Massive, almost unbelievable discounts - and keen shoppers have signed up in their millions. Such outlandish discounts can only be offered by daily deal websites, companies which operate on a simple principle of offering massive discounts to a set number of customers every day. For the businesses involved, it means instant access to a huge email database - leading to a sudden rush of new customers and the hope of retained custom. And for the daily deal site itself? A massive cut of the revenue, often in the range of 50%. The industry is attractive, as seen by the number of competitors lining up: LivingSocial, KGB Deals, and Google Offers waiting like a coiled spring. There are many offering real concerns that the daily deal model is already heading for serious trouble - and that businesses are deserting it rapidly. Massive, loss-making deals have been part of marketing strategies for many a year - but always with the underlying hope that once a customer is "in", they may stick around and buy something else or, at the very least, come back again another time. "How do you sustain a model where on average the customer, not the person who buys the coupon but the business itself, loses money?” "You get companies that don't know any better, they lose 10 grand, and they don't come back." Groupon said it is "difficult to give an accurate figure" for how many businesses are repeat users of the site. Among business owners, this is a common concern. Supporters of daily deals sites would argue that these promotions are all about getting as many people through the door as possible - and it works.

Guantanamo trial opens with a series of firsts

Abd al-Rahim al-Nashiri is the first Guantanamo detainee to have his case tried under the Obama administration's revamped rules for military commissions; he could be put to death if found guilty. The trial is a test of whether a separate military justice system can provide the same impartial justice as a U.S. criminal court.

UK court rules Catholic church could be liable for clergy abuse

A UK court ruled Tuesday that Catholic priests qualify as employees, meaning that the Catholic church could be held liable for sexual abuse by clergy members. A 47-year-old woman filed suit against the Portsmouth Roman Catholic Diocesan Trust claiming that she was sexually abused by the Reverend Wilfred Baldwin during her childhood in a Catholic children's home. The diocese argued that they could not be held liable because Baldwin was not an employee, but Judge Alistair MacDuff rejected that argument.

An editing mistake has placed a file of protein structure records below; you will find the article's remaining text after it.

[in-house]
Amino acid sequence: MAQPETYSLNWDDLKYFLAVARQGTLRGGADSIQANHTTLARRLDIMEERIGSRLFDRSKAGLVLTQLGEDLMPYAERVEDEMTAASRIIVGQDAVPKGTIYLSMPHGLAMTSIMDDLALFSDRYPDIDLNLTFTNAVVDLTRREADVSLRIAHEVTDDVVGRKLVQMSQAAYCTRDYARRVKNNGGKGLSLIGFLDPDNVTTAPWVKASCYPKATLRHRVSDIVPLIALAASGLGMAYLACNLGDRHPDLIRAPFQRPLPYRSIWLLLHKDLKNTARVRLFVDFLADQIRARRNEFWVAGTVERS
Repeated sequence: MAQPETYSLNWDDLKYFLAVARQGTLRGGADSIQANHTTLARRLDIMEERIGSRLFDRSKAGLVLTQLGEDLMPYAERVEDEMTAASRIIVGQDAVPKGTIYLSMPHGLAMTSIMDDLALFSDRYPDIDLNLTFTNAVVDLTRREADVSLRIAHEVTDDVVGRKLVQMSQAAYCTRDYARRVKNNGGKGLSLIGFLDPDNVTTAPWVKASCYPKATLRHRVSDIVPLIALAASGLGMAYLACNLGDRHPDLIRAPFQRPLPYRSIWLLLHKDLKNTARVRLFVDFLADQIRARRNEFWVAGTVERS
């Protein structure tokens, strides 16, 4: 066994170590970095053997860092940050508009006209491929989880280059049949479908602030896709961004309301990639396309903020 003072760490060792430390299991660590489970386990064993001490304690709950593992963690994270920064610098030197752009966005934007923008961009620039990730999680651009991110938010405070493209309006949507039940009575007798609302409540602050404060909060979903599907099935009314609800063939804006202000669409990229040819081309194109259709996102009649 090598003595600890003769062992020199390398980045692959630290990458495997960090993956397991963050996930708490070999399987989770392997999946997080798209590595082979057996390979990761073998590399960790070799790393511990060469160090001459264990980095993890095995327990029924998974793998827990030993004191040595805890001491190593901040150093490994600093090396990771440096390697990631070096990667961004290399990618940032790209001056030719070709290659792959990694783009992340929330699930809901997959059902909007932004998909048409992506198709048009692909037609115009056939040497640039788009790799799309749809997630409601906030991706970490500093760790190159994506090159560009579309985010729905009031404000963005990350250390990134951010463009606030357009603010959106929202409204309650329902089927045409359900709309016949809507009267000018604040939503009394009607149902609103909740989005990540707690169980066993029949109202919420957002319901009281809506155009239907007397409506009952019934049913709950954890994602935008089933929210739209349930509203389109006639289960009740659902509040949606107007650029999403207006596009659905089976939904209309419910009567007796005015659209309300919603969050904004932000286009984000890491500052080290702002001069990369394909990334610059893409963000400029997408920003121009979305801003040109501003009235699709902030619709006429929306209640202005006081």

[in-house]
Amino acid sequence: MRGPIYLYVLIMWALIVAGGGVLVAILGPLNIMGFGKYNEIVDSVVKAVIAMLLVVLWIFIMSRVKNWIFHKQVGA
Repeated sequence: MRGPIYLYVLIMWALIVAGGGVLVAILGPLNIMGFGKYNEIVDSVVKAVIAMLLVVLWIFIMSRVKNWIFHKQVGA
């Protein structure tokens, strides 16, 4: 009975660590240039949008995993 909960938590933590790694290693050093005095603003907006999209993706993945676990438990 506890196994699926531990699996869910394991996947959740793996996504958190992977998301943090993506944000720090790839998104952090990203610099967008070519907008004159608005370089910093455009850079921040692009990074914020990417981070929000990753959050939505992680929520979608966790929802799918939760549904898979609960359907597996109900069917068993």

Supreme Court rules on 'clearly established' law for habeas petitions

The US Supreme Court ruled unanimously Tuesday in Greene v. Fisher that, for purposes of the AEDPA - Antiterrorism and Effective Death Penalty Act, "clearly established federal law" is limited to Supreme Court decisions "as of the time of the relevant state-court adjudication on the merits." Petitioner Eric Greene was convicted and sentenced to life imprisonment for involvement in a robbery of a convenience store in which the store's owner was shot and killed. At the trial, Greene objected to the admission of confessions of his conspirators and co-defendants on Confrontation Clause grounds. The court allowed the confessions with Greene's name redacted. He renewed this objection on appeal, arguing on the grounds of the Supreme Court's decision in Gray v. Maryland, where a similarly redacted confession was deemed inadmissible. Gray was decided before Greene's conviction became final but after the state court's last decision on the merits. The US Court of Appeals for the Third Circuit held that an opinion issued after a decision on the merits in state court is not "clearly established federal Law." Affirming the decision below, Justice Antonin Scalia wrote: “We must observe that Greene's predicament is an unusual one of his own creation. Before applying for federal habeas, he missed two opportunities to obtain relief under Gray. ... Having forgone two obvious means of asserting his claim, Greene asks us to provide him relief by interpreting AEDPA in a manner contrary to both its text and our precedents. We decline to do so, and affirm the judgment of the Court of Appeals.” The court rejected Greene's arguments that it is a bedrock rule that prisoners should benefit from any ruling made before "finality."